On the Edge is well produced with a great band and excellent solos by several musicians including Steve Kaldestad on a soulful tenor saxophone. We can only hope Bhate adds to his résumé with more jazz projects in the future.

15 Brandon RobertsonB.O.A.T.S – Bass’d on a True Story
Brandon Robertson
Slammin Media (brandonrobertsonmusic.com)

Emmy-nominated musical director and Florida staple Brandon Robertson has released a stellar debut album featuring all but two original songs written over the span of the past 14 years. He has referred to the record as “the first chapter of his musical biography,” wherein each song harks back to a significant moment in his lifetime. Featured is a band comprised of stars on the jazz circuit, including collaborators such as Lew Del Gatto on tenor saxophone, Zach Bartholomew on piano and Gerald Watkins Jr. on drums.

The record is sultry and luscious, especially when giving a close listen to Robertson’s bass riffs that are very literally on fire. Each song has its own distinct flavour, almost creating an image in the mind of what kind of memory the bassist was recalling in the midst of writing. An interesting feature of the album is that Robertson is clearly just as comfortable leading within a piece as he is accompanying his collaborators and allowing them to have a moment in the spotlight. East of the Sun and The Next Thing to Come are great opening tracks as they have an irresistible, foot-tapping rhythm. Robertson’s pizzicato technique can really be appreciated on Lullaby for Noelle, while bowing is also used earlier in the same piece. While each track has its own story, there is also a welcome togetherness throughout the record, which makes it a sound choice for any jazz listener.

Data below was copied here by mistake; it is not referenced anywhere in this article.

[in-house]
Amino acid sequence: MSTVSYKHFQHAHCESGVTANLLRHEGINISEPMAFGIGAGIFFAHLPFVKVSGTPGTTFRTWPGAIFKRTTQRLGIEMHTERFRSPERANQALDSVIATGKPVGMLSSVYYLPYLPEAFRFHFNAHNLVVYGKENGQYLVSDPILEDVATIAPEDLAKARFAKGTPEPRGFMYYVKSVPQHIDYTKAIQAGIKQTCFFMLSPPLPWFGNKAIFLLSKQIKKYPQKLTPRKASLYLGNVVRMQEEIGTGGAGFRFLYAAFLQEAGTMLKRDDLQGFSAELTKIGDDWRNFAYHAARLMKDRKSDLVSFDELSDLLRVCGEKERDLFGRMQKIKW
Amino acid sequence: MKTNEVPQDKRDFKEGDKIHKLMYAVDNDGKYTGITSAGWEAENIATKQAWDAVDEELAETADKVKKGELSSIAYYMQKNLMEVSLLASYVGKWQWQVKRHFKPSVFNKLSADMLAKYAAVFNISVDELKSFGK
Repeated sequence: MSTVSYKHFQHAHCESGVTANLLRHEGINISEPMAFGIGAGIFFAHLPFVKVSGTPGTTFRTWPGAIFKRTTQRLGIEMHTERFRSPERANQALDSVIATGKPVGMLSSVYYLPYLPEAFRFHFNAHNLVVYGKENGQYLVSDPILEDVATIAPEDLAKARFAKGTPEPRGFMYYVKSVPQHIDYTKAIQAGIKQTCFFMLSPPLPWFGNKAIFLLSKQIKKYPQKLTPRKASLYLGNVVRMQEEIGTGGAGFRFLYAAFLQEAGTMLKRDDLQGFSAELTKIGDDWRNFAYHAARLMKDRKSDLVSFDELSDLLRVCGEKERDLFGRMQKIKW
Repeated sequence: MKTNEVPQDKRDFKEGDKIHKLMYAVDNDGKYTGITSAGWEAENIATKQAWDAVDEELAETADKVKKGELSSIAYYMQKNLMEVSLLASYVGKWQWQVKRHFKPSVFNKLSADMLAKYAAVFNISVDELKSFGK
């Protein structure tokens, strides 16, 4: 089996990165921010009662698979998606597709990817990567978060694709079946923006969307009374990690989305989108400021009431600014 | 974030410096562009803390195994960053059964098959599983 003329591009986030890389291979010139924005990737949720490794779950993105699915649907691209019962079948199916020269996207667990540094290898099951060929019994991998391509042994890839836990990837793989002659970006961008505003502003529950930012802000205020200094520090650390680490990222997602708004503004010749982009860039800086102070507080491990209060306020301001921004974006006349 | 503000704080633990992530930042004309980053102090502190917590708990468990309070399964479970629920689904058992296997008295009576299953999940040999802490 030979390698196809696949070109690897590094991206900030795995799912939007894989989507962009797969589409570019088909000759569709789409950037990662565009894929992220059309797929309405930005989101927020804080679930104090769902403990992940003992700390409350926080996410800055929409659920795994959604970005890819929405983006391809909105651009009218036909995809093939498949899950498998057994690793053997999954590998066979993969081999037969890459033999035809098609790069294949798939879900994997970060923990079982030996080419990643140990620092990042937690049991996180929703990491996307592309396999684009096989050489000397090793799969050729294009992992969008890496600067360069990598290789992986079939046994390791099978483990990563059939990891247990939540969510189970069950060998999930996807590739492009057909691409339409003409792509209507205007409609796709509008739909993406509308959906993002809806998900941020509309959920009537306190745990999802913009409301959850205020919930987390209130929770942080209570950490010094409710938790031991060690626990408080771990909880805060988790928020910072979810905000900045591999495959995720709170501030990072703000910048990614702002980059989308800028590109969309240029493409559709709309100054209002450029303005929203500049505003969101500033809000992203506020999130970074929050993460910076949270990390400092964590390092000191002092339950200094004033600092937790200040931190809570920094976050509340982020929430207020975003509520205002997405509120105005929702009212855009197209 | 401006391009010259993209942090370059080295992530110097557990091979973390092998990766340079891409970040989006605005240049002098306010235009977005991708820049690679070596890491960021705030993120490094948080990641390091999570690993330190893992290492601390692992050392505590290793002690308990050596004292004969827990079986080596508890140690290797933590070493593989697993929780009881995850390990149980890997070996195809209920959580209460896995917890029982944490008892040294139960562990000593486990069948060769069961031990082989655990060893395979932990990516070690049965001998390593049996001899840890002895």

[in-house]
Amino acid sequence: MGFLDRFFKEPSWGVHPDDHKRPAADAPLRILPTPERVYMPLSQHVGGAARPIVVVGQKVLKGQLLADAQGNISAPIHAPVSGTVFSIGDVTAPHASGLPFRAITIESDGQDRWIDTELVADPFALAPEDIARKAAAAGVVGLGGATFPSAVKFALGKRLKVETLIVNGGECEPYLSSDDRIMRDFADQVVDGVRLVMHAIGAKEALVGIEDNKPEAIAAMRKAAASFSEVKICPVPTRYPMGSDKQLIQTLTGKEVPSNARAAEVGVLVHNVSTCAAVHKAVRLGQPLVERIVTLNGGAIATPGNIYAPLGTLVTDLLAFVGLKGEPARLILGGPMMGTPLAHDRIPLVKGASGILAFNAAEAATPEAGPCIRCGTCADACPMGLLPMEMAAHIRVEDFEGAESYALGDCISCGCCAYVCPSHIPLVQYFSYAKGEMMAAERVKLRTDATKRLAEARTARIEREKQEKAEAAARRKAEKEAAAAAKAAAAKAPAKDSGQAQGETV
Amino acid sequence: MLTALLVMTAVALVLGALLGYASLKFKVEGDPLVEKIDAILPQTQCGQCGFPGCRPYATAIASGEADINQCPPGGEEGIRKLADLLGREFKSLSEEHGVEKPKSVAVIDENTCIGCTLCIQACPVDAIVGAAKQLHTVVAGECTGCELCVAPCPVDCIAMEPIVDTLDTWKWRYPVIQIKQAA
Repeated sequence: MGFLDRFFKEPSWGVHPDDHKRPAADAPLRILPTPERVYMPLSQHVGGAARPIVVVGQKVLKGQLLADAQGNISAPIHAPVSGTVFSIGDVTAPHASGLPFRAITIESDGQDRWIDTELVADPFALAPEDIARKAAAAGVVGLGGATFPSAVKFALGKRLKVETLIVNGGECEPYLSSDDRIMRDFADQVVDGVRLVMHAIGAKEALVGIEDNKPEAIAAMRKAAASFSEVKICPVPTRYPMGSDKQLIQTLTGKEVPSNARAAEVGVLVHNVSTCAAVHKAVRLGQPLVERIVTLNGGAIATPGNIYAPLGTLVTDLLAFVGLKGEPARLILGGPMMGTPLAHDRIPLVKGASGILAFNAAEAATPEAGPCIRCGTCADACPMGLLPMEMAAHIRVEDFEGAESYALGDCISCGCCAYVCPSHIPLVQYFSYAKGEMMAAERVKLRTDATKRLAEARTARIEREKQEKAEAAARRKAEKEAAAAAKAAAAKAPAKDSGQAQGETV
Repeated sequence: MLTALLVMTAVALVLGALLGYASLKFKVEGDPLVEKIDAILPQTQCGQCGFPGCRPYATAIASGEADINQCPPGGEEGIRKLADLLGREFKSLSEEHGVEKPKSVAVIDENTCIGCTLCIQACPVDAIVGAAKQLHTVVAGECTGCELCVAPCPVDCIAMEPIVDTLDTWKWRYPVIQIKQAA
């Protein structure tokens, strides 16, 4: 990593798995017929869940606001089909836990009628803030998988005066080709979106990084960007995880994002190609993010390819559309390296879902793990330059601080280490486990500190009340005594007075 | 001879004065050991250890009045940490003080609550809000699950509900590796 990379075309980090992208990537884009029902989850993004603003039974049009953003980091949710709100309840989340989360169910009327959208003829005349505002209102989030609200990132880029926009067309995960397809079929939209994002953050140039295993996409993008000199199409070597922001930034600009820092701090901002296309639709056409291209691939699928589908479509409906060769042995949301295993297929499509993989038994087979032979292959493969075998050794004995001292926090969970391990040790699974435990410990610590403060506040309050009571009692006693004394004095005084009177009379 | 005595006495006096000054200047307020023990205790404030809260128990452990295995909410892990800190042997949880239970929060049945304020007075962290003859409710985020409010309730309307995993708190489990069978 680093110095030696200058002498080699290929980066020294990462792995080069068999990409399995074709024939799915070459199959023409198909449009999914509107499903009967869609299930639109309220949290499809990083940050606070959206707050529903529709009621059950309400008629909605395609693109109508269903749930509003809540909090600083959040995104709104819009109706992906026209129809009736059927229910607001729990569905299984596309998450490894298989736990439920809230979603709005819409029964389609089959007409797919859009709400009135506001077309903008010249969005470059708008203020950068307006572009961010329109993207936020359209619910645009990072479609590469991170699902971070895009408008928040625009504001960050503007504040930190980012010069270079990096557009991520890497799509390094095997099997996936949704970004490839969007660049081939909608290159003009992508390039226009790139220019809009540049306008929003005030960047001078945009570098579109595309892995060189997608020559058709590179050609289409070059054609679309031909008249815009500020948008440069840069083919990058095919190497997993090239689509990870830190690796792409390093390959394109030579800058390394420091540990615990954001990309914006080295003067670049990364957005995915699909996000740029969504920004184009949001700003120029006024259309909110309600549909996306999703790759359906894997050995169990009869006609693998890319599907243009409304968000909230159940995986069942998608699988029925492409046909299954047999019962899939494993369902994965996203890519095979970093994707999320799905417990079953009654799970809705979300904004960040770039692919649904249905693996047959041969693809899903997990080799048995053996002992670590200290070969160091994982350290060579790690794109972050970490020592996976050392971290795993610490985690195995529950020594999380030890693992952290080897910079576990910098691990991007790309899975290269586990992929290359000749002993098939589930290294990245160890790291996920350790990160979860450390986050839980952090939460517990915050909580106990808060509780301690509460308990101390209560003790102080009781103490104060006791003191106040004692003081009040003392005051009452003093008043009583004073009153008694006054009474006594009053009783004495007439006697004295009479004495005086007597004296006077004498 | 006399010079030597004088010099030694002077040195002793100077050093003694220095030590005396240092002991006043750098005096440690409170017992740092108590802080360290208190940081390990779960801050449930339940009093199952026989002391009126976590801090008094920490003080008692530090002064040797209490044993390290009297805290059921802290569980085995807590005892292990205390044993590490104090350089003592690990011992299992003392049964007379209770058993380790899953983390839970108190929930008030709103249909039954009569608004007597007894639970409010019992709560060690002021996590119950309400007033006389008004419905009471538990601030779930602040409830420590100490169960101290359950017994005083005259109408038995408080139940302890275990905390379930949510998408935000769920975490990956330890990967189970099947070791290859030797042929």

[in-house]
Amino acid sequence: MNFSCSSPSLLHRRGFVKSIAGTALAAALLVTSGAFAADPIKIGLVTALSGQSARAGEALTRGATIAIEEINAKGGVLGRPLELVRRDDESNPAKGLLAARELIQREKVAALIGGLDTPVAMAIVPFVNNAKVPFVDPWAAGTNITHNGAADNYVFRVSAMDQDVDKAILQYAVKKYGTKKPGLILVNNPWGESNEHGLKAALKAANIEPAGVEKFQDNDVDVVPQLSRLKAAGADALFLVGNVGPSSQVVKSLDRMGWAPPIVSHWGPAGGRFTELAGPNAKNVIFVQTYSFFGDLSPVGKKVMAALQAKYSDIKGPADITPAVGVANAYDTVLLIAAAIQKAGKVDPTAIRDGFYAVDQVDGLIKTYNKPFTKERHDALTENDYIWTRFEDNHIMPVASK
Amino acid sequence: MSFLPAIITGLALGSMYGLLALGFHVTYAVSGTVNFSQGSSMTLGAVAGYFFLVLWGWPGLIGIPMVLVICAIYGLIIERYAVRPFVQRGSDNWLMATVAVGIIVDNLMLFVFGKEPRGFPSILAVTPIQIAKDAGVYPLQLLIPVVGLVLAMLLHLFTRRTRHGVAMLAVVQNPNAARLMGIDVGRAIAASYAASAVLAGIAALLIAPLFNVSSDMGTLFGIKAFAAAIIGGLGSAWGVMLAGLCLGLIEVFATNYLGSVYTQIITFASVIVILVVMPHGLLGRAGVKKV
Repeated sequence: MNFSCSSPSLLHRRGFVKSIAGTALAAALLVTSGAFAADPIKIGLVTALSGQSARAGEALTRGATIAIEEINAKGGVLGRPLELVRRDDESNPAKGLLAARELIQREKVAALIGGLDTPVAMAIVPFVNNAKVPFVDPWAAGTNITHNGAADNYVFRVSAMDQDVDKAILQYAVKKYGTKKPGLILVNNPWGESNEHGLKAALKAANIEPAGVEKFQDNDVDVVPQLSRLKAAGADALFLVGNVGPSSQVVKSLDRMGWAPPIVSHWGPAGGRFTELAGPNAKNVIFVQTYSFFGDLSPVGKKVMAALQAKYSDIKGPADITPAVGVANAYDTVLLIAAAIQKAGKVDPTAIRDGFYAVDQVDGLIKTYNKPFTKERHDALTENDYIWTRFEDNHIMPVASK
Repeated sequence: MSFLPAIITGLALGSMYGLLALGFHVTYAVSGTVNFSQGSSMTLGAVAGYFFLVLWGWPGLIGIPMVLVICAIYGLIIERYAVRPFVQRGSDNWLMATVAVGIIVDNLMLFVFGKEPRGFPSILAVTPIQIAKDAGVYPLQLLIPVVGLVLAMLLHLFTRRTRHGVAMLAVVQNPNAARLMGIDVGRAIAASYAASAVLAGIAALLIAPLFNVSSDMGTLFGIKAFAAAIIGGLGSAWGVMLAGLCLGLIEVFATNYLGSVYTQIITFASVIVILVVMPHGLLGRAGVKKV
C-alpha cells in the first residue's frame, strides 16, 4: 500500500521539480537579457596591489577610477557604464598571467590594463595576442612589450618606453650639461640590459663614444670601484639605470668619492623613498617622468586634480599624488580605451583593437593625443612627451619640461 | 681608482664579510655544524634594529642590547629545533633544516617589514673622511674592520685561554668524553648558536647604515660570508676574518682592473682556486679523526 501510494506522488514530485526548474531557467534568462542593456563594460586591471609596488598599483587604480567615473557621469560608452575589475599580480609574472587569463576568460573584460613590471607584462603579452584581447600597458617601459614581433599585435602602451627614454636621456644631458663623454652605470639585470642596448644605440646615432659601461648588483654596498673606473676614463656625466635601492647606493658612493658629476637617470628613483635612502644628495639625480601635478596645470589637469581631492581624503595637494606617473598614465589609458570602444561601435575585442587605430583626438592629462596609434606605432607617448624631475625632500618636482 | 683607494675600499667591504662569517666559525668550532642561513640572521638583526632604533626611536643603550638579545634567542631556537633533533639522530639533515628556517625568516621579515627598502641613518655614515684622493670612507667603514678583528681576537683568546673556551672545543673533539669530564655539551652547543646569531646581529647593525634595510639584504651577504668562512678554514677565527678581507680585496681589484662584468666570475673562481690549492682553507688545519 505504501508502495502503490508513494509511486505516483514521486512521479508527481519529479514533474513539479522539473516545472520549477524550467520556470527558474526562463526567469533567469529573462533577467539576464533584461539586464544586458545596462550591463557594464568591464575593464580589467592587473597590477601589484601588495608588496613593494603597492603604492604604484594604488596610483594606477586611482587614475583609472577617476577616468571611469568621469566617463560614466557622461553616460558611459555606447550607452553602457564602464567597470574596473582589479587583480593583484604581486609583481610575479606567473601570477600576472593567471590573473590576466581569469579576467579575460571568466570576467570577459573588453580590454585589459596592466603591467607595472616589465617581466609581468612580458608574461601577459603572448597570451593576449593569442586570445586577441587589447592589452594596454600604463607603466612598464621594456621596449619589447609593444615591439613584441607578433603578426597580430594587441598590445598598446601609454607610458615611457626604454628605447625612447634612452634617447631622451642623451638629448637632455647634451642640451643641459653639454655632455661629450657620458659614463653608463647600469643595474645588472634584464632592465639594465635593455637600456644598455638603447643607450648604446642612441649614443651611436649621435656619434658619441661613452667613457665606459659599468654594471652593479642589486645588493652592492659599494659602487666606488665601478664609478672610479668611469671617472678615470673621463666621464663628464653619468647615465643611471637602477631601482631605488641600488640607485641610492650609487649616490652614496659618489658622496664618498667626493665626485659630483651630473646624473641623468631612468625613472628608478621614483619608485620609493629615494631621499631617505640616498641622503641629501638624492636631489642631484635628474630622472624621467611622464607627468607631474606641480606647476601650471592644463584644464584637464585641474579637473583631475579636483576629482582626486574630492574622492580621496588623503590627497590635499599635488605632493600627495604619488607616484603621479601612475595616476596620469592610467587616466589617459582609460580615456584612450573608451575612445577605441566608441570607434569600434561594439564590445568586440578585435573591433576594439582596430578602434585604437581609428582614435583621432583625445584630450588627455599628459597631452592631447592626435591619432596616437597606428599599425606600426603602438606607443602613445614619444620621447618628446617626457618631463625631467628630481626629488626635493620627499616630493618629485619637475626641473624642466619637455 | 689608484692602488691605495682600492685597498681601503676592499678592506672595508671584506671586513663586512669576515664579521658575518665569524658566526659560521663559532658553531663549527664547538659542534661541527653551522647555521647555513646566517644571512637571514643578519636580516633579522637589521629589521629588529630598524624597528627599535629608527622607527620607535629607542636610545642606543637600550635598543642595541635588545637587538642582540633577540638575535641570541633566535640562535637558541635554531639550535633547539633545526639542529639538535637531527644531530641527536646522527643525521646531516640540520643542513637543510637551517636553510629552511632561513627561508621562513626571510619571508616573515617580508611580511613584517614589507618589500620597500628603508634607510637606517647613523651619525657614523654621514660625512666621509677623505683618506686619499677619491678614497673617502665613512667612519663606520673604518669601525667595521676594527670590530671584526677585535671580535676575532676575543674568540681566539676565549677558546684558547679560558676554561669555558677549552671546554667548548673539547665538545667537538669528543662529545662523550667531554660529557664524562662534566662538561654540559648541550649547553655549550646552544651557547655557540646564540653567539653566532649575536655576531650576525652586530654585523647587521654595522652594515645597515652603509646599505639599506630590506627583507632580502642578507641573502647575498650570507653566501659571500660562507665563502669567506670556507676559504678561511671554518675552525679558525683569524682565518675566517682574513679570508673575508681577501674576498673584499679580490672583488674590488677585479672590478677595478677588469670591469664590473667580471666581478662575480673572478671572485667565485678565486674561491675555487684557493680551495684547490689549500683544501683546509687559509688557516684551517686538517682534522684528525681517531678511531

17 Waxman WillisauWillisau
Leimgruber/Demierre/Phillips/Lehn
Jazz Werkstatt JW 191 (jazzwerkstatt.eu)

Adding another voice to an established trio is a risk. But as these extended performances from saxophonist Urs Leimgruber and pianist Jacques Demierre, both Swiss, and expatriate American bassist Barre Phillips indicate, the inclusion of German Thomas Lehn’s analogue synthesizer illuminates new tinctures in the improvisational picture the others perfected over nearly two decades. This ever-shifting continuum of electronic judders not only enhances this program, but also allows the creation of parallel duos. For the first time, low-pitched string bowing is matched with keyboard strums and cadenzas while altissimo reed sputters are backed by wave-form grinding. Throughout, partners are changed as in a decidedly un-square dance.